From the past or present, we catch up with a different Fulham personality. This week, it’s Ray Houghton.
Ray Houghton remains one of Fulham’s best-ever free transfer signings.
The diminutive midfielder joined the Whites from West Ham United in June 1982, having made just one appearance for the Irons.
Newly-promoted to the (old) Second Division, Fulham couldn’t believe their luck. With the Whites hoping to merely survive relegation, the introduction of Houghton transformed Malcolm Macdonald’s side.
His pace, dribbling and passing down the left-hand side was a joy to behold. He was also not opposed to scoring a spectacular goal or two, including one memorable lob from 25 yards out in a 4-1 victory at Newcastle United in October 1982. For many years, it was a goal that was shown time and time again on Match of the Day’s opening titles.
The Whites came agonisingly close to winning promotion at the end of Houghton’s first season in SW6, with the winger scoring seven goals in 49 appearances in all competitions.
Two seasons later, he bettered that tally, notching 11 times in 46 league and cup games. Those goals included a last-minute winner in a 3-2 victory over Manchester City.
“I’m not one for reminiscing too much, but I did catch an old Fulham game against Grimsby Town on the television a while back from the season we should have got promoted and it was great to see some of the old faces,” Ray told fulhamfc.com.
“Big Brownie [Roger Brown], God rest him, was there, Galey [Tony Gale] was looking slim, Robert Wilson, I could go on.”
With Houghton bombing down the left, Sean O’Driscoll was on the right, with Ray Lewington and Robert Wilson in the centre of the park. It’s a formation, that Houghton believes was ahead of its time.
“A great story is I met with another member of the football family who’s now gone, Ray Harford, a few years back,” said Ray, now aged 50. “He was on the backroom staff at Fulham when I joined and later became Manager.
“I saw him a couple of years before he died and he was talking about how, in his opinion, Fulham introduced the diamond formation. It’s seen as some new-fangled modern-day tactic, but Fulham certainly did play with a diamond formation during my time there.
“We had Sean O’Driscoll on the right of midfield, me on the left, Ray Lewington sitting deep and Robert Wilson pushing on. That was the start of the diamond for me, something that people have started only really using over the last few years. Ray was one of the ones who helped invent it.”
He added: “I’ve got great memories of my time at Fulham. I still remember when I first met Malcolm Macdonald at Craven Cottage when he was trying to get me to sign.”
Houghton played five games for Fulham at the start of the 1985/86 season. Sadly, though, he became one of many stars sold by the Club to balance the books, with Oxford United snapping him for a bargain fee in September 1985.
In total, he played 145 times for Fulham, bagging 21 goals.
At Oxford, he won a League Cup winners’ medal, scoring one of the goals in the 1986 Final win over Queens Park Rangers.
Liverpool was his next stop in 1987 and the honours flowed. He won two league championships in 1988 and 1990 as well as the FA Cup in 1989 and 1992.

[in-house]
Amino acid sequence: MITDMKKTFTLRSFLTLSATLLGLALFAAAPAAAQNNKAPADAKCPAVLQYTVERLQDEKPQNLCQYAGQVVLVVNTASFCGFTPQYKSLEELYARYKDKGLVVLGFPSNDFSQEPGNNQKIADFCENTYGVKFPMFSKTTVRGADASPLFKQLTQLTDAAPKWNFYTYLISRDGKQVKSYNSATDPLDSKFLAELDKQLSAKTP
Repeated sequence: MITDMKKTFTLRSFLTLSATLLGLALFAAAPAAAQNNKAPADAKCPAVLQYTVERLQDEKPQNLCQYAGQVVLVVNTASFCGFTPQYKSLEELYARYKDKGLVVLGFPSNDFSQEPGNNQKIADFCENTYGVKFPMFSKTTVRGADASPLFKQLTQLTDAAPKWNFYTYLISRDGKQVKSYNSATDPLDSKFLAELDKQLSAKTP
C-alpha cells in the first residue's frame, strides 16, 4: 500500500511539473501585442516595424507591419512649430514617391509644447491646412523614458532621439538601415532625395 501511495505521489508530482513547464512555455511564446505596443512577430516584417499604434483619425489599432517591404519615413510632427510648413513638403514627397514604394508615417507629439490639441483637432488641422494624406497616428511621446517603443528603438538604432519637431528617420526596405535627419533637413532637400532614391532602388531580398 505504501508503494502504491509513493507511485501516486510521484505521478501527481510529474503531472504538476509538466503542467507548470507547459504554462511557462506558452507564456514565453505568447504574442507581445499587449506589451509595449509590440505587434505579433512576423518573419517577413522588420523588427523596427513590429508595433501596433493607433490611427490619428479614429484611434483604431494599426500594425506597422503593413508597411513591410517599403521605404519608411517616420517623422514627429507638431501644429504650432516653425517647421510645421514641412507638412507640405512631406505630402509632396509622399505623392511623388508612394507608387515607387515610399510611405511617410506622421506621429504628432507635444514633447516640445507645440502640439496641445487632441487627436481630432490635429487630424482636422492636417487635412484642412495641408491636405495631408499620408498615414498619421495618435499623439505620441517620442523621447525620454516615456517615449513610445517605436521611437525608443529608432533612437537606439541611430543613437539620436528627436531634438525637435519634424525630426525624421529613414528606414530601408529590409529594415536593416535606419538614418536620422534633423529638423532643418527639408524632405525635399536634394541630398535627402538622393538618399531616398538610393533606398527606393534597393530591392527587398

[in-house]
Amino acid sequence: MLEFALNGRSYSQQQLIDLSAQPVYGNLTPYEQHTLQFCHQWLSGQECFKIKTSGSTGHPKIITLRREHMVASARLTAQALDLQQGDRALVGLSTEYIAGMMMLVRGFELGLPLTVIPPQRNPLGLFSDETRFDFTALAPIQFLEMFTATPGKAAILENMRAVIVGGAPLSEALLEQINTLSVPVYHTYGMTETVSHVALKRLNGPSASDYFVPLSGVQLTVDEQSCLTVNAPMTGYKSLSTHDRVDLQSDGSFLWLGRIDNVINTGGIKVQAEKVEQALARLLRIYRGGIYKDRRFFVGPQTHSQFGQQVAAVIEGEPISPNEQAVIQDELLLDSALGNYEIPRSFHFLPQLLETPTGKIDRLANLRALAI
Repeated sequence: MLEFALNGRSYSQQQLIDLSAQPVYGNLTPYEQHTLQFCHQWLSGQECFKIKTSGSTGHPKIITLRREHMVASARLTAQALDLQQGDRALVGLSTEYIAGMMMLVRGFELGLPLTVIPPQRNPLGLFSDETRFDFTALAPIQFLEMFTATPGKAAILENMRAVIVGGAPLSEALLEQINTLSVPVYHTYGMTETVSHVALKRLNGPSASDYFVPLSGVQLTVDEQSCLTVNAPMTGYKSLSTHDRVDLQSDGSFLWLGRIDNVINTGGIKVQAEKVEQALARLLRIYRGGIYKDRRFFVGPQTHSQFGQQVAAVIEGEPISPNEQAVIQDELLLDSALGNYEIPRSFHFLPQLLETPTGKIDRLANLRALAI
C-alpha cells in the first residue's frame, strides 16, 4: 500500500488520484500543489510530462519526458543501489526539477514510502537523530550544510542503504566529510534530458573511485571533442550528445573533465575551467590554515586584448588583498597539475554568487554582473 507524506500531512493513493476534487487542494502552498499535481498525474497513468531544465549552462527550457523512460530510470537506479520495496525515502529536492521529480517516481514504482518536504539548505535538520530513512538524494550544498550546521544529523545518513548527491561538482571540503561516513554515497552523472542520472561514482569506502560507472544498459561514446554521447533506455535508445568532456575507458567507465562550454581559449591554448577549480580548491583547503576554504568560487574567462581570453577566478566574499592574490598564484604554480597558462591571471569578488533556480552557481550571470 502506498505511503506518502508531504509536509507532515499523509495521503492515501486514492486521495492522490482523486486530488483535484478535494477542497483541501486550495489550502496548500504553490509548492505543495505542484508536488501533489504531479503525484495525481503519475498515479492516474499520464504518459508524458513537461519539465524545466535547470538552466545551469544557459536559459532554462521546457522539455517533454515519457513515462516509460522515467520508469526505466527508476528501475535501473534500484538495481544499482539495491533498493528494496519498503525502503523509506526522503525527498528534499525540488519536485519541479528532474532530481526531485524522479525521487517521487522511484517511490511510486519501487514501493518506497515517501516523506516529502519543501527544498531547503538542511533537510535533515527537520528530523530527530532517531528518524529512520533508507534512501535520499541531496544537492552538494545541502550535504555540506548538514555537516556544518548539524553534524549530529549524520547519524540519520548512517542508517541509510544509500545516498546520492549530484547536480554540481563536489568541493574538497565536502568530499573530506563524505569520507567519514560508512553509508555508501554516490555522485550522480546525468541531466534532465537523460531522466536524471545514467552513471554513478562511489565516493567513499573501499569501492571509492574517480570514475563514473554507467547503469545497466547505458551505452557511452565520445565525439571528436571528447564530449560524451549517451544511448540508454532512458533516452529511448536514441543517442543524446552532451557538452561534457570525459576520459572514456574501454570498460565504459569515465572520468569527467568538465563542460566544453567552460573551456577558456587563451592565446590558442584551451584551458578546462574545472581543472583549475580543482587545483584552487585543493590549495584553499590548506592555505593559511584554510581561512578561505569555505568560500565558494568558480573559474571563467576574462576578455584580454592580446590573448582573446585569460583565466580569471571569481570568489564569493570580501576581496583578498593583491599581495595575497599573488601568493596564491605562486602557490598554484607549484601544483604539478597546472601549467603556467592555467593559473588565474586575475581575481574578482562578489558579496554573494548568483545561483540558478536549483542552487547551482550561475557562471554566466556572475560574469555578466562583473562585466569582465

He also became a regular for the Republic of Ireland, winning 73 caps. Despite his strong Glaswegian accent, Ray qualified for Ireland via his father’s nationality. He was in the Ireland side which famously reached the Quarter-Finals of the World Cup in 1990. Four years later, he scored as Ireland shocked Italy in a 1-0 group win at the Giants Stadium in New York.
He also famously scored the only goal as Jack Charlton’s men beat England in a European Championship clash in Stuttgart in 1988, a feat which means Ray isn’t likely to ever need to pay for a pint of Guinness ever again!
Houghton moved from Anfield to Villa Park in July 1992 for the first season of the new Premier League.
“In my first season at Villa, we finished second,” mused Houghton. “Today you’d be heralded as stars for finishing in that position. We had a fabulous season with some really good footballers and we narrowly missed out on the title to Manchester United.
“It was up for grabs until the last few games of the season. I remember us going to Old Trafford and drawing 1-1 with Steve Staunton getting our goal and Mark Hughes getting the equaliser for them. If we’d have won that day, we probably would have gone on to win the league, that’s how close we were.
“Then you had United playing Sheffield Wednesday and playing until United won! They added on about 20 minutes at the end - that’s how I remember it anyway!
“Villa was a good club, though. It’s a club steeped in history and tradition, similar to Fulham in that respect.”
Villa, of course, are Fulham’s next opponents, with Houghton admitting he can’t see anything but a win for the Whites.
“Fulham at Craven Cottage are a tough team to play against and you don’t get much out of them,” he stated. “Villa will need to be at their best – the only good thing for them is that maybe being away from home will take some of the pressure off them. That might be to their advantage, not having the fans on their backs. They went to Newcastle United recently and got a really good point.”
After Villa, with whom he won the League Cup in 1994, it was a case of friends reunited for Houghton as he teamed up with his former Fulham teammate Ray Lewington, manager of Crystal Palace at the time, in March 1995.
Stints as a player-coach at Reading with ex-Fulham man Terry Bullivant and non-League Stevenage Borough followed, before Houghton finally hung up his boots in 2000. When he finally called it a day, he had appeared in over 700 league and cup games, scoring 94 goals.
“I’ve enjoyed my time at every club I’ve played at,” said Ray, now a regular on the punditry circuit. “I think you’re very fortunate to play football for a living. It’s a marvellous part of your life, to go out there and do something that you love.”